Fig. 1

Map of Chile showing the distribution of the political regions and the demographic and urbanization characteristics of the country. Romans numbers are the different regional divisions (see Table 1). This map is made by one of the authors of the paper (Sergio A. Estay)

Change in variance

The algorithm of Inclán & Tiao [16] was used to detect changes in the temporal variance of pertussis incidence. This algorithm uses the cumulative sums of squares (Dk) of a time series to identify retrospectively a change of variance. The central idea of this algorithm is that Dk (centred and normalized) has a Brownian bridge as an asymptotic null model. If the realized value of Dk exceeds the 95 % confidence interval for the expected maximum of the null model then this point is considered a true change of variance. However, to use this algorithm with ecological time series it is necessary to keep in mind some considerations. First, it is necessary to remove trends and autocorrelation from the time series. To remove trends, we replaced the original incidence data with the residual of the linear regression between the year and the incidence data plus the mean of the incidence series. To remove autocorrelation we used the residuals of an autoregressive model fitted to the detrended incidence data. Finally, because the ecological time are relatively short to use the asymptotic confidence intervals of the null model, the observed Dk values were multiplied by \( \sqrt{T/2} \), where T is the length of the time series, for comparison with the asymptotic boundaries [16].

Periodicity estimates

We used wavelet time series analysis for detecting the pertussis incidence periodicity [17]. This statistical methodology is well suited for extracting the relative weights of the different periodic components of a time series and their variation over time. Prior to conducting wavelet analyses, the time series data were loge transformed and differenced in order to use the per capita rate of change of incidence as the response variable. We employed a continuous Morlet wavelet transform to the time series implemented in the dplR library in the R program (R Development Core Team 2008). In addition, we analyzed particular periods using a simple spectral density estimation implemented in the stat library in the R program (R Development Core Team 2008). More technical details on wavelet analysis are given in the Technical Appendix. The relationships between periodicity, change in periodicity, population size and the corrected birth rates were tested using linear regression models for the period 1952–1974 and 1975–1995.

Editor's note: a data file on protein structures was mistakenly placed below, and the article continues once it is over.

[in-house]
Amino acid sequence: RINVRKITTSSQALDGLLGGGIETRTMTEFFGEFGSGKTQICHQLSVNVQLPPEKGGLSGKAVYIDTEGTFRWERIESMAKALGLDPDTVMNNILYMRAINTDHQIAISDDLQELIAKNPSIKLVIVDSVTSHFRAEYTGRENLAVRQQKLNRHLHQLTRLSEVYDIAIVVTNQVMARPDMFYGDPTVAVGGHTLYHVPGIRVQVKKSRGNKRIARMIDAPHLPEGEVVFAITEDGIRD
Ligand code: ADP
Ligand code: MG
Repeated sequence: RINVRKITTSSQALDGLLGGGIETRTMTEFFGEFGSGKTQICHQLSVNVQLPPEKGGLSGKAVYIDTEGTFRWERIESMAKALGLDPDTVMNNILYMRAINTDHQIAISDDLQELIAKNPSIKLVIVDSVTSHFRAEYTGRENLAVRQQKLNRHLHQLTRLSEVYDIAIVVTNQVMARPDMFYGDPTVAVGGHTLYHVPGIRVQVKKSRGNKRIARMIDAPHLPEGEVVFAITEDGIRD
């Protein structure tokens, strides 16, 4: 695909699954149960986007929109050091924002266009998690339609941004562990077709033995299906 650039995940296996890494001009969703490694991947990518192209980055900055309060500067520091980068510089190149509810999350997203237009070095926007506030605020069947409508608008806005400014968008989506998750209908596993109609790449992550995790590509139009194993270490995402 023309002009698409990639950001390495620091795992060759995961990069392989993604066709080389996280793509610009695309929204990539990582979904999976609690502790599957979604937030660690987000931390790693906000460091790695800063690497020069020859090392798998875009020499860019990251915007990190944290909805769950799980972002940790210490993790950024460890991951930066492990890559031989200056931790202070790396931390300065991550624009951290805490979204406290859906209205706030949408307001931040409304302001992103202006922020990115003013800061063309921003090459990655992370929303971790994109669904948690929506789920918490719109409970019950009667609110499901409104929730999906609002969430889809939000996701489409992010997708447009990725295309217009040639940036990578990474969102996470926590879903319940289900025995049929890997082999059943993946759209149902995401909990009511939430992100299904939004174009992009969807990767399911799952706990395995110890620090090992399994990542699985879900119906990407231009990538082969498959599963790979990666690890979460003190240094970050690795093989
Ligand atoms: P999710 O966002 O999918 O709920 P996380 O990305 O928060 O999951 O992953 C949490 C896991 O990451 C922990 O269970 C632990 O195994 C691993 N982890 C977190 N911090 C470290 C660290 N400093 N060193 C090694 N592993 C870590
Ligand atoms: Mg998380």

Results

Changes in pertussis variability

Region-specific incidence time series showed reductions of variability (Dk values above confidence limits, Table 1). Maximum values of Dk statistics occurred in most regional time series (77 %) during the period 1974–1978 (Table 1). The only exceptions were region I (north region, latitude 19.73° S) and regions X and XI (41.49° and 46.42° S).
Table 1

Timing (years) in changes in the variance of the time series of Pertussis incidence across geographic regions of Chile

Region

Latitude (°S)

max Dk

Year (max. Dk)

I

19.73

3,29

1960

II

23.54

2,76

1978

III

27.40

3,08

1974

IV

30.62

2,25

1977

V

32.78

2,66

1978

RM

33.60

2,51

1977

VI

34.44

2,48

1978

VII

35.62

2,66

1978

VIII

37.20

1,99

1978

IX

38.65

2,63

1977

X

41.49

2,36

1967

XI

46.42

2,63

1963

XII

52.46

2,85

1977

Latitude denotes the latitude of the centroid of each region, max Dk is the maximum value observed for the Dk statistic and Year (max Dk) corresponding to the year when the maximum is observed

Periodicity